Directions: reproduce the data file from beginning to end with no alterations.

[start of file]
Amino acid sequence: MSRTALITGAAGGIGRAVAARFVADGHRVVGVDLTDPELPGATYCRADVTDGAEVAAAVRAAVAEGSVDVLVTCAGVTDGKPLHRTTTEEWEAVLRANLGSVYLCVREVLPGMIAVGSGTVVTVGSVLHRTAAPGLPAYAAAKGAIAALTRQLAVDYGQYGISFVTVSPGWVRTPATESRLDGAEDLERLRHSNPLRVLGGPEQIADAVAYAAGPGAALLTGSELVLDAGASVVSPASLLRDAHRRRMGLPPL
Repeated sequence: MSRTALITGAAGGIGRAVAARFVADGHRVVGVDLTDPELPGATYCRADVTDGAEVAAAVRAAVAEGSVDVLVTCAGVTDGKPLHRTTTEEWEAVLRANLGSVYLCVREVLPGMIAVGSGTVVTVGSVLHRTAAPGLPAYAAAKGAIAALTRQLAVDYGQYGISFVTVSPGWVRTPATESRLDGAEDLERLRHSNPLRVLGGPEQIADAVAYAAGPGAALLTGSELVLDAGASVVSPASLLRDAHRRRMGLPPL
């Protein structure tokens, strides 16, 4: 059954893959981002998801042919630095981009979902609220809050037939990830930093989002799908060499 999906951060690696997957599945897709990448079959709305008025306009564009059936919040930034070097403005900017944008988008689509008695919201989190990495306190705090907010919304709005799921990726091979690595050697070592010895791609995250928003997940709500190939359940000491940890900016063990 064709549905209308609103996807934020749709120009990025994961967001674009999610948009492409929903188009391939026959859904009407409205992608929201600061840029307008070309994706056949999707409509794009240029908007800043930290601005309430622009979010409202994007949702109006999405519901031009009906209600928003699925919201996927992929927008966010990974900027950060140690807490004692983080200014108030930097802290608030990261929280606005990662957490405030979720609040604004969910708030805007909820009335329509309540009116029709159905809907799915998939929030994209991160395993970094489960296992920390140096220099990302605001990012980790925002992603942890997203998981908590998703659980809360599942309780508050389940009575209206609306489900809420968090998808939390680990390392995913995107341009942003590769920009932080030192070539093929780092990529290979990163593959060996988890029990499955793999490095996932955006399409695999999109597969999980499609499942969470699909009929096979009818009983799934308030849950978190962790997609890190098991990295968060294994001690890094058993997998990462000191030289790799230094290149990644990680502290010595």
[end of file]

Amino acid sequence: MSRTALITGAAGGIGRAVAARFVADGHRVVGVDLTDPELPGATYCRADVTDGAEVAAAVRAAVAEGSVDVLVTCAGVTDGKPLHRTTTEEWEAVLRANLGSVYLCVREVLPGMIAVGSGTVVTVGSVLHRTAAPGLPAYAAAKGAIAALTRQLAVDYGQYGISFVTVSPGWVRTPATESRLDGAEDLERLRHSNPLRVLGGPEQIADAVAYAAGPGAALLTGSELVLDAGASVVSPASLLRDAHRRRMGLPPL
Repeated sequence: MSRTALITGAAGGIGRAVAARFVADGHRVVGVDLTDPELPGATYCRADVTDGAEVAAAVRAAVAEGSVDVLVTCAGVTDGKPLHRTTTEEWEAVLRANLGSVYLCVREVLPGMIAVGSGTVVTVGSVLHRTAAPGLPAYAAAKGAIAALTRQLAVDYGQYGISFVTVSPGWVRTPATESRLDGAEDLERLRHSNPLRVLGGPEQIADAVAYAAGPGAALLTGSELVLDAGASVVSPASLLRDAHRRRMGLPPL
């Protein structure tokens, strides 16, 4: 059954893959981002998801042919630095981009979902609220809050037939990830930093989002799908060499 999906951060690696997957599945897709990448079959709305008025306009564009059936919040930034070097403005900017944008988008689509008695919201989190990495306190705090907010919304709005799921990726091979690595050697070592010895791609995250928003997940709500190939359940000491940890900016063990 064709549905209308609103996807934020749709120009990025994961967001674009999610948009492409929903188009391939026959859904009407409205992608929201600061840029307008070309994706056949999707409509794009240029908007800043930290601005309430622009979010409202994007949702109006999405519901031009009906209600928003699925919201996927992929927008966010990974900027950060140690807490004692983080200014108030930097802290608030990261929280606005990662957490405030979720609040604004969910708030805007909820009335329509309540009116029709159905809907799915998939929030994209991160395993970094489960296992920390140096220099990302605001990012980790925002992603942890997203998981908590998703659980809360599942309780508050389940009575209206609306489900809420968090998808939390680990390392995913995107341009942003590769920009932080030192070539093929780092990529290979990163593959060996988890029990499955793999490095996932955006399409695999999109597969999980499609499942969470699909009929096979009818009983799934308030849950978190962790997609890190098991990295968060294994001690890094058993997998990462000191030289790799230094290149990644990680502290010595």